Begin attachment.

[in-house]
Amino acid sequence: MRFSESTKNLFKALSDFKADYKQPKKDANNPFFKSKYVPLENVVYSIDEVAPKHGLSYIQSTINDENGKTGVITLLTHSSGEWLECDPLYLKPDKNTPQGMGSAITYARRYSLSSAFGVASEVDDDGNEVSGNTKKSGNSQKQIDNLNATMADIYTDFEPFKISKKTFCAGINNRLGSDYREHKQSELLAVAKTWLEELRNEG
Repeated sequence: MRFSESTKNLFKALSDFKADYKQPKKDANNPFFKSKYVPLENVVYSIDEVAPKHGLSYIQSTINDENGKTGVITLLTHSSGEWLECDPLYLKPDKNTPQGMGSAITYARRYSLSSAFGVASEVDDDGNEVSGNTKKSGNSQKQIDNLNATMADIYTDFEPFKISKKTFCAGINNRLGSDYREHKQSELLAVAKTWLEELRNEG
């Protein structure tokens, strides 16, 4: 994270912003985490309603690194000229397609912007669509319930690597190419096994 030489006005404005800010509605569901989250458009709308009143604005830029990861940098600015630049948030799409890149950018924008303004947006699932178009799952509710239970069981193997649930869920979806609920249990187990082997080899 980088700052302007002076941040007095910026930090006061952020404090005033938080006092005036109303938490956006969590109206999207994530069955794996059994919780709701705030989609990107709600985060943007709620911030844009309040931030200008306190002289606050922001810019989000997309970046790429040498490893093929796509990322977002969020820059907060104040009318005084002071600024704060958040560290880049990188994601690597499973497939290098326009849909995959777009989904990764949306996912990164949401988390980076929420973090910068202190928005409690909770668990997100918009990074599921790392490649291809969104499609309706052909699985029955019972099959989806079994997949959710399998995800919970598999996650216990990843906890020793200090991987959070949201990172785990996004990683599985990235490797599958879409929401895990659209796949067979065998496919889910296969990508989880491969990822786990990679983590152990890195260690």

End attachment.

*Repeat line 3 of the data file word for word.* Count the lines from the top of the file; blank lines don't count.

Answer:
Repeated sequence: MRFSESTKNLFKALSDFKADYKQPKKDANNPFFKSKYVPLENVVYSIDEVAPKHGLSYIQSTINDENGKTGVITLLTHSSGEWLECDPLYLKPDKNTPQGMGSAITYARRYSLSSAFGVASEVDDDGNEVSGNTKKSGNSQKQIDNLNATMADIYTDFEPFKISKKTFCAGINNRLGSDYREHKQSELLAVAKTWLEELRNEG